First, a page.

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Vena cava is valve less. So, during atrial systole what prevents backflow of blood to them?

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Besides @Bryan Krause answer, there's another very important factor that prevents the blood from flowing back from the right atrium to the vena cava during systole.

Part of the muscle that constitutes the atrial walls also wraps around the site of entrance of the vena cava. Thus, during systole, the muscle contracts, closing (or almost closing) the passage and doing the job of a valve.

Nature!

EDIT: because of the high skepticism over what I have said in this answer, and having no references, I went to search for the class where I studied this, and here's the slide containing the information. Unfortunately, it is in Portuguese, but I will translate what it says, and you can check in any translator.

enter image description here

Venous myocardium: Cava Veins and Lung Veins

The veins that open in the heart don't have functional valves, meaning that the atrial systole could cause blood backflow through these veins.

Venous myocardium: The cardiac muscle tissue is prolonged through the vein walls that bring blood into the atrial cavities to the point of insertion of the fibrous pericardium.

Physiology: The venous myocardium contracts at the same time as the atrial wall, preventing the backflow of blood to the veins during atrial systole.

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    $\begingroup$ Do you have a citation? I don't believe that is accurate. If it does close at all, it certainly isn't enough to prevent blood flow in either direction. $\endgroup$ – Bryan Krause Apr 9 '17 at 22:59
  • $\begingroup$ @BryanKrause I have studied this in anatomy class, I can search later for a citation in the internet if you wish. It does close, and even if it doesn't close completely the passage, it turns it much thinner, meaning much less blood can pass through it an só the blood will go the other way - to the ventricle. It's both this system and the different pressures that you talked about that contribute to the prevention of backflow to the vena cava $\endgroup$ – Filipe Rocha Apr 9 '17 at 23:03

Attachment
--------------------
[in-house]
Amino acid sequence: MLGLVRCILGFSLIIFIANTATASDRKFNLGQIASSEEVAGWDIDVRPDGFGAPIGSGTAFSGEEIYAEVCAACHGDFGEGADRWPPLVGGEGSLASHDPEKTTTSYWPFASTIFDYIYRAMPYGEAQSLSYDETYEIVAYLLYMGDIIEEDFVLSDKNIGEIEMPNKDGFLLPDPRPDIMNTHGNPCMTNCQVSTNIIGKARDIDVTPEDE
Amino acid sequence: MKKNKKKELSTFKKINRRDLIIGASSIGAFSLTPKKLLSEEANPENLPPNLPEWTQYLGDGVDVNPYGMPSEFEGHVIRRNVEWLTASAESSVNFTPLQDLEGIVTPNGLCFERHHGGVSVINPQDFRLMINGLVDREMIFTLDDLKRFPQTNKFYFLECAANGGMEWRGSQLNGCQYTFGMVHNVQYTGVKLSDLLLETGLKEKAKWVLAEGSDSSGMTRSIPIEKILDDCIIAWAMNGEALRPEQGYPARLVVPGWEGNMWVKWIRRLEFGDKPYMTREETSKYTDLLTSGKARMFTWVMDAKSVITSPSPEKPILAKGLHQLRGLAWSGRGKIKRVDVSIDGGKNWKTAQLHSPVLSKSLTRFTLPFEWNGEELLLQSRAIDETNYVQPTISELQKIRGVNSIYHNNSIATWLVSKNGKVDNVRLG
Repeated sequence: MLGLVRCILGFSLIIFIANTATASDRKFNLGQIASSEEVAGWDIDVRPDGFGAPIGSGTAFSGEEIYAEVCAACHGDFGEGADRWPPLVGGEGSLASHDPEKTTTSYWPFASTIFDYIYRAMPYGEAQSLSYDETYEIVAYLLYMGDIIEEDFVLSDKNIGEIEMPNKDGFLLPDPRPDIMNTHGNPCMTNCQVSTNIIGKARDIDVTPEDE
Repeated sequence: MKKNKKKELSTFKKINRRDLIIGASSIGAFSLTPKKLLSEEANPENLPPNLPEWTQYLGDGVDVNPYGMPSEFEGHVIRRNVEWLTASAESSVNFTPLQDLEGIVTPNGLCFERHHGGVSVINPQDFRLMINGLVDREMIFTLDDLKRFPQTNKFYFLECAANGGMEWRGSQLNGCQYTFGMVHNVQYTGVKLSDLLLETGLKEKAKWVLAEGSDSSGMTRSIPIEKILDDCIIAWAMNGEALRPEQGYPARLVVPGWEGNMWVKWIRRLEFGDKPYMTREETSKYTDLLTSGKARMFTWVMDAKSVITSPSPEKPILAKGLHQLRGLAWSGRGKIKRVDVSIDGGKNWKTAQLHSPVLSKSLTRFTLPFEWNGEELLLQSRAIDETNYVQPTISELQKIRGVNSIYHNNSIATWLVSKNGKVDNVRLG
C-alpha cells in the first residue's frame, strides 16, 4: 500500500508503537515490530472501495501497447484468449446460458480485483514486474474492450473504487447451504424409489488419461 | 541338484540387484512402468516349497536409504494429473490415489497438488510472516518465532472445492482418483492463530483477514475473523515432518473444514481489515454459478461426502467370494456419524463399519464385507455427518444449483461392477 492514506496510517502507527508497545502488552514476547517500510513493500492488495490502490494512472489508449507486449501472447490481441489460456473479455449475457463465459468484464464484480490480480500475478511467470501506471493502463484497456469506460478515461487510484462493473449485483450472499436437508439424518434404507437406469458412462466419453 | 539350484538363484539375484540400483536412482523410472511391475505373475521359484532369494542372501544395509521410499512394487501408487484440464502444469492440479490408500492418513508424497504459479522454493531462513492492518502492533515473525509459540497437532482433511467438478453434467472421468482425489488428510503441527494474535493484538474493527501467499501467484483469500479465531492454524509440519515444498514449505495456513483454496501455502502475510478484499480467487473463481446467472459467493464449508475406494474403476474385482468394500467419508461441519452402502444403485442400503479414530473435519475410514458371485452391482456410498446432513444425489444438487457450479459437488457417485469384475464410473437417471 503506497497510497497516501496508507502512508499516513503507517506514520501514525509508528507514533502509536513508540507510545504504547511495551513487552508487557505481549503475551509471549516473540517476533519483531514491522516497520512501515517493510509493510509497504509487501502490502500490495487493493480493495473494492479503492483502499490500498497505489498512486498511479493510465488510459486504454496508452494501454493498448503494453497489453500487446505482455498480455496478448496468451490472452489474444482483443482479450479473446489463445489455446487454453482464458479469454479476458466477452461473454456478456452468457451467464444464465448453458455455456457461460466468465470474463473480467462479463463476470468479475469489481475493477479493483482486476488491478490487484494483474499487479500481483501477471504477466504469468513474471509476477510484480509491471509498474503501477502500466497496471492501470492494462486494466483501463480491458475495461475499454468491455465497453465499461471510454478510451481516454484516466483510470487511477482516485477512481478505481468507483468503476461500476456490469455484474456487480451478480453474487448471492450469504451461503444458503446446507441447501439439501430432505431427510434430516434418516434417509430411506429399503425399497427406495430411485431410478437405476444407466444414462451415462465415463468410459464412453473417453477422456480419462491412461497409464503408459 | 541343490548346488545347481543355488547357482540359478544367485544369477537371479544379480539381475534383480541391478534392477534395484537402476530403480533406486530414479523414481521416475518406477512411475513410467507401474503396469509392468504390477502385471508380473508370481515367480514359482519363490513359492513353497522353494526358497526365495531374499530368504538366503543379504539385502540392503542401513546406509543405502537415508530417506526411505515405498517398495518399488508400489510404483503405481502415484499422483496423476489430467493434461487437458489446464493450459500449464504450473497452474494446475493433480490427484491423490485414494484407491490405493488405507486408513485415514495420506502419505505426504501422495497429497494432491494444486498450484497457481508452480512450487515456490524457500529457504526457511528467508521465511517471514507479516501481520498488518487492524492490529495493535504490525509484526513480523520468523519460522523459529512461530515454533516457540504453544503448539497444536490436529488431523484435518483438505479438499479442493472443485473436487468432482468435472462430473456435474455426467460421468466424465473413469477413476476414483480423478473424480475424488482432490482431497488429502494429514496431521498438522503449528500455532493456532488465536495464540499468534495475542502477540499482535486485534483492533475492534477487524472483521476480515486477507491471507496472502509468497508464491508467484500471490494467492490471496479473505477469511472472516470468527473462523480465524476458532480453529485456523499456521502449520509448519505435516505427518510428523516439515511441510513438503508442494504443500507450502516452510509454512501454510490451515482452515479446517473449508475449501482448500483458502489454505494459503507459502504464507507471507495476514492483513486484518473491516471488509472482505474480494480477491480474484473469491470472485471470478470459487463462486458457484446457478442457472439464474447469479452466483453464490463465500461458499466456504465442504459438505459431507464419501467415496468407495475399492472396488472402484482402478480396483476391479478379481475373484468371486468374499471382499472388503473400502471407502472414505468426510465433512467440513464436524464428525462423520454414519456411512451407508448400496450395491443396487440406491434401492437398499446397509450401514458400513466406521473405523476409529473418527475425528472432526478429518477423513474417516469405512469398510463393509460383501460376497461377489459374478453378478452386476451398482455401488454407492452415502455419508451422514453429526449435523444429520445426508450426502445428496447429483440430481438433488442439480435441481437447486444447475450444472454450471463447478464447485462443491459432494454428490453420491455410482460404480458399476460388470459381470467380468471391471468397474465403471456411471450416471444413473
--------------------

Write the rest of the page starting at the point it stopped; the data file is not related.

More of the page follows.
• $\begingroup$ @BryanKrause this is just a drawing but you can see the atrial muscle also wrapping around the entrance of the superior vens cava goo.gl/images/io75Jw $\endgroup$ – Filipe Rocha Apr 9 '17 at 23:07
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    $\begingroup$ @FilipeRocha - I don't think hat shows what you think it shows... $\endgroup$ – anongoodnurse Apr 10 '17 at 3:47
  • $\begingroup$ @anongoodnurse what do you mean? $\endgroup$ – Filipe Rocha Apr 10 '17 at 8:48
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Pressure differences. Atrial contractions are much more gentle than ventricular ones, and in normal circulation the venous pressure in the vena cava often stays higher than the right atrium, even during atrial systole. If the pressure in the atrium does rise above the vena cava pressure at the peak of systole, there can be some backflow, although it is slight and brief in normal physiology.

The major veins are typically somewhat distended so they are constantly pushing blood into the right atrium. Blood continues to flow from the veins into the right atrium and from the right atrium into the right ventricle throughout ventricular diastole, including during most of atrial systole.

References:

Anderson, R. M. (1993). The gross physiology of the cardiovascular system. Robert M. Anderson.

Wexler, L., Bergel, D. H., Gabe, I. T., Makin, G. S., & Mills, C. J. (1968). Velocity of blood flow in normal human venae cavae. Circulation Research, 23(3), 349-359.

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  • $\begingroup$ Venous pressure increases during atrial systole, can we say it is due to backflow of blood? $\endgroup$ – Anubhav Goel Apr 10 '17 at 19:24
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    $\begingroup$ @AnubhavGoel I think it's more accurate to say it's because of briefly reduced blood flow to the heart rather than from blood actually flowing backward. Maybe think about a highway, if something happens that causes some cars to slow down on a congested road, you are going to get more congestion ("pressure") behind them, but no one has gone in reverse, just slowing down is sufficient. That said, I have certainly seen this abbreviated as a "backflow" when describing venous pressure during the cardiac cycle. From a strict sense I would say this is wrong (in normal physiology). $\endgroup$ – Bryan Krause Apr 10 '17 at 19:54
  • $\begingroup$ I agree with you but regurgitation of blood do take place. $\endgroup$ – Anubhav Goel Apr 21 '17 at 11:40
  • $\begingroup$ @AnubhavGoel It shouldn't happen (in the human) outside of pathology, because right atrial pressure doesn't exceed vena cava pressure. In cases of pathology, yes of course reverse flow can occur. Filipe's answer is wrong and based on a single slide with no further reference. $\endgroup$ – Bryan Krause Apr 21 '17 at 16:10
  • $\begingroup$ Look at my answer. $\endgroup$ – Anubhav Goel Apr 21 '17 at 17:30
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The atrial pressure when equal to that in the incoming vein will contain blood which will be propelled into the right ventricle without the need for any increased pressure [as does the ''muscular pump' in the body. In other words the right atrium is ' functionally a sophisticated valve'

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    $\begingroup$ Welcome to Biology.SE! Please elaborate on your answer by providing references. For more information on how to provide good answers on this site, please see: biology.stackexchange.com/help/how-to-answer. Thanks! 😊 $\endgroup$ – tyersome Jul 29 '19 at 20:44

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